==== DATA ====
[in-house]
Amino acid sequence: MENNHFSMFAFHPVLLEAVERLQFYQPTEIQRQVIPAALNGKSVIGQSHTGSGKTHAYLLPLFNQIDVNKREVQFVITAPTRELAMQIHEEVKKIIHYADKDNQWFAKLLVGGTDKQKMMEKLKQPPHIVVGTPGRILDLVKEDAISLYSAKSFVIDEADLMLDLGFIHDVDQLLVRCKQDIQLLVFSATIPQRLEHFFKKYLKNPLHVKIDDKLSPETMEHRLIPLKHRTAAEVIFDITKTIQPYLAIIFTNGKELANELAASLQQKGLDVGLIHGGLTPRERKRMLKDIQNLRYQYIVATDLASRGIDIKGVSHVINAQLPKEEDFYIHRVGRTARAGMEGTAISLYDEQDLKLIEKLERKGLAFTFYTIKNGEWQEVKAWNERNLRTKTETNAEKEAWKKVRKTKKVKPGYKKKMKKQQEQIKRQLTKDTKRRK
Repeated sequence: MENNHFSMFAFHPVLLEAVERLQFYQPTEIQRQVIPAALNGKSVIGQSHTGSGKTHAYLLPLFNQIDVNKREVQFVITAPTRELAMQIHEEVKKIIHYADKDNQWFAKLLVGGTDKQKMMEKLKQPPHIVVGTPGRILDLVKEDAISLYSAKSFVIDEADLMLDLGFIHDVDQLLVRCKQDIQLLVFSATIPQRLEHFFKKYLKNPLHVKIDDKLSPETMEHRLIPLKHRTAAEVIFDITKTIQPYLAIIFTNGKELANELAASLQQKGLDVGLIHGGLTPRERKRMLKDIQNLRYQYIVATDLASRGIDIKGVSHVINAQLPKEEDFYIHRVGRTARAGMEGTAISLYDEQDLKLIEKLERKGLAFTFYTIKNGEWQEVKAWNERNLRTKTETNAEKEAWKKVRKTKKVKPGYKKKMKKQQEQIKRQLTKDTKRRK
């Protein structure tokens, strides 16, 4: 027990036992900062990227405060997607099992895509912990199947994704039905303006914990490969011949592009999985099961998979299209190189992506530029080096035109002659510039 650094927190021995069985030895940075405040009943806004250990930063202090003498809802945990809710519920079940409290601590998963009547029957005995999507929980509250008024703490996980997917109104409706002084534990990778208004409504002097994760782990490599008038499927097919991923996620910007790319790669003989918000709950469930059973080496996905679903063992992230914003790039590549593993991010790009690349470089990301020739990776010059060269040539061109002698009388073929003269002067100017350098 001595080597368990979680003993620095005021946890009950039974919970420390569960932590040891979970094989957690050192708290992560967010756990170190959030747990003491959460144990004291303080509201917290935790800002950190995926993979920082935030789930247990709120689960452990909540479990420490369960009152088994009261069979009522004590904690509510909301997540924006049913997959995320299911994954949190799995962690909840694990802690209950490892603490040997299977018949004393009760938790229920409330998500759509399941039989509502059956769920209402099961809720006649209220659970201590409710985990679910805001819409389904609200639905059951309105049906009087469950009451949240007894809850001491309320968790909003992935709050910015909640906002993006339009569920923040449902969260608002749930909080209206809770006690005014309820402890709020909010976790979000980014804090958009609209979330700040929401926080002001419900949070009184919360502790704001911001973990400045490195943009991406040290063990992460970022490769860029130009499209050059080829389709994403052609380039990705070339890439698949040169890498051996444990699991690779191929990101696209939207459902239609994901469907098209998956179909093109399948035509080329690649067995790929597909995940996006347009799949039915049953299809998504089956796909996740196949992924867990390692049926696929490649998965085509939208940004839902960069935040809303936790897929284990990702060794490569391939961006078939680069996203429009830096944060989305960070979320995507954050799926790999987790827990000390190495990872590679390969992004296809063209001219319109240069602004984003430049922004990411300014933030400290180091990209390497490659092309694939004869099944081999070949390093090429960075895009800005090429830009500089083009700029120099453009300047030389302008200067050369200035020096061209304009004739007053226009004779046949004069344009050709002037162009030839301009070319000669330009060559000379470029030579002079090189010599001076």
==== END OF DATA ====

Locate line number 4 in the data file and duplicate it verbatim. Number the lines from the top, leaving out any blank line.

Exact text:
């Protein structure tokens, strides 16, 4: 027990036992900062990227405060997607099992895509912990199947994704039905303006914990490969011949592009999985099961998979299209190189992506530029080096035109002659510039 650094927190021995069985030895940075405040009943806004250990930063202090003498809802945990809710519920079940409290601590998963009547029957005995999507929980509250008024703490996980997917109104409706002084534990990778208004409504002097994760782990490599008038499927097919991923996620910007790319790669003989918000709950469930059973080496996905679903063992992230914003790039590549593993991010790009690349470089990301020739990776010059060269040539061109002698009388073929003269002067100017350098 001595080597368990979680003993620095005021946890009950039974919970420390569960932590040891979970094989957690050192708290992560967010756990170190959030747990003491959460144990004291303080509201917290935790800002950190995926993979920082935030789930247990709120689960452990909540479990420490369960009152088994009261069979009522004590904690509510909301997540924006049913997959995320299911994954949190799995962690909840694990802690209950490892603490040997299977018949004393009760938790229920409330998500759509399941039989509502059956769920209402099961809720006649209220659970201590409710985990679910805001819409389904609200639905059951309105049906009087469950009451949240007894809850001491309320968790909003992935709050910015909640906002993006339009569920923040449902969260608002749930909080209206809770006690005014309820402890709020909010976790979000980014804090958009609209979330700040929401926080002001419900949070009184919360502790704001911001973990400045490195943009991406040290063990992460970022490769860029130009499209050059080829389709994403052609380039990705070339890439698949040169890498051996444990699991690779191929990101696209939207459902239609994901469907098209998956179909093109399948035509080329690649067995790929597909995940996006347009799949039915049953299809998504089956796909996740196949992924867990390692049926696929490649998965085509939208940004839902960069935040809303936790897929284990990702060794490569391939961006078939680069996203429009830096944060989305960070979320995507954050799926790999987790827990000390190495990872590679390969992004296809063209001219319109240069602004984003430049922004990411300014933030400290180091990209390497490659092309694939004869099944081999070949390093090429960075895009800005090429830009500089083009700029120099453009300047030389302008200067050369200035020096061209304009004739007053226009004779046949004069344009050709002037162009030839301009070319000669330009060559000379470029030579002079090189010599001076």